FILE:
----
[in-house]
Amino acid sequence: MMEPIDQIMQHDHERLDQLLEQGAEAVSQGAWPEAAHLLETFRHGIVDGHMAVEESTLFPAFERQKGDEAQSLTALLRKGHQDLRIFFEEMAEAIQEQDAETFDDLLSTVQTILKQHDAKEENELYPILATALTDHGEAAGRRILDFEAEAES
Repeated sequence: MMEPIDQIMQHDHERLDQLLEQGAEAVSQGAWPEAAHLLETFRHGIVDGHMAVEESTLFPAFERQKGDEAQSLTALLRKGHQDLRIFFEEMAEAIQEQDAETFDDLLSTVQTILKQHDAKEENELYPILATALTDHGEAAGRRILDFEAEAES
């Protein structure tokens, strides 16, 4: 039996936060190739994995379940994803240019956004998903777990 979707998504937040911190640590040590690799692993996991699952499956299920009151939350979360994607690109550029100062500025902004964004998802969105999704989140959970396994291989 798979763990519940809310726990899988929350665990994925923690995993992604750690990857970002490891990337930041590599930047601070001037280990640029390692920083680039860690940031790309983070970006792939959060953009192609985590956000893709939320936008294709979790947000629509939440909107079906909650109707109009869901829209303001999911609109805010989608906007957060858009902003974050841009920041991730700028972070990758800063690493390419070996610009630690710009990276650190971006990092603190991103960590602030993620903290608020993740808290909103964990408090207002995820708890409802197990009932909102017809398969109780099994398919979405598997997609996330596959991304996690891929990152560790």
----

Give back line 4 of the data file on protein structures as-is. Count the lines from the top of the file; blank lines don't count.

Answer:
């Protein structure tokens, strides 16, 4: 039996936060190739994995379940994803240019956004998903777990 979707998504937040911190640590040590690799692993996991699952499956299920009151939350979360994607690109550029100062500025902004964004998802969105999704989140959970396994291989 798979763990519940809310726990899988929350665990994925923690995993992604750690990857970002490891990337930041590599930047601070001037280990640029390692920083680039860690940031790309983070970006792939959060953009192609985590956000893709939320936008294709979790947000629509939440909107079906909650109707109009869901829209303001999911609109805010989608906007957060858009902003974050841009920041991730700028972070990758800063690493390419070996610009630690710009990276650190971006990092603190991103960590602030993620903290608020993740808290909103964990408090207002995820708890409802197990009932909102017809398969109780099994398919979405598997997609996330596959991304996690891929990152560790």